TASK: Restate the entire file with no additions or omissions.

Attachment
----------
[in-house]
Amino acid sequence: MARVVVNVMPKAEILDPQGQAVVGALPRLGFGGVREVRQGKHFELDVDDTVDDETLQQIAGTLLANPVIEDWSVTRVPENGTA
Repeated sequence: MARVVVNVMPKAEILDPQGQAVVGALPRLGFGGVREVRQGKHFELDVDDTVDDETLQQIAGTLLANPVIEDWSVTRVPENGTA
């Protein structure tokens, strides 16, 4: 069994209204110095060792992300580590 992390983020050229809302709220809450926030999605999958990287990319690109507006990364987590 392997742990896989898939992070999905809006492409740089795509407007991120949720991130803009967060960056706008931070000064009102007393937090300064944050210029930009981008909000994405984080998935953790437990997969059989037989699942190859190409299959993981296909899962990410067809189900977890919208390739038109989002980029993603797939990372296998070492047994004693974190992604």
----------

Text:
[in-house]
Amino acid sequence: MARVVVNVMPKAEILDPQGQAVVGALPRLGFGGVREVRQGKHFELDVDDTVDDETLQQIAGTLLANPVIEDWSVTRVPENGTA
Repeated sequence: MARVVVNVMPKAEILDPQGQAVVGALPRLGFGGVREVRQGKHFELDVDDTVDDETLQQIAGTLLANPVIEDWSVTRVPENGTA
């Protein structure tokens, strides 16, 4: 069994209204110095060792992300580590 992390983020050229809302709220809450926030999605999958990287990319690109507006990364987590 392997742990896989898939992070999905809006492409740089795509407007991120949720991130803009967060960056706008931070000064009102007393937090300064944050210029930009981008909000994405984080998935953790437990997969059989037989699942190859190409299959993981296909899962990410067809189900977890919208390739038109989002980029993603797939990372296998070492047994004693974190992604």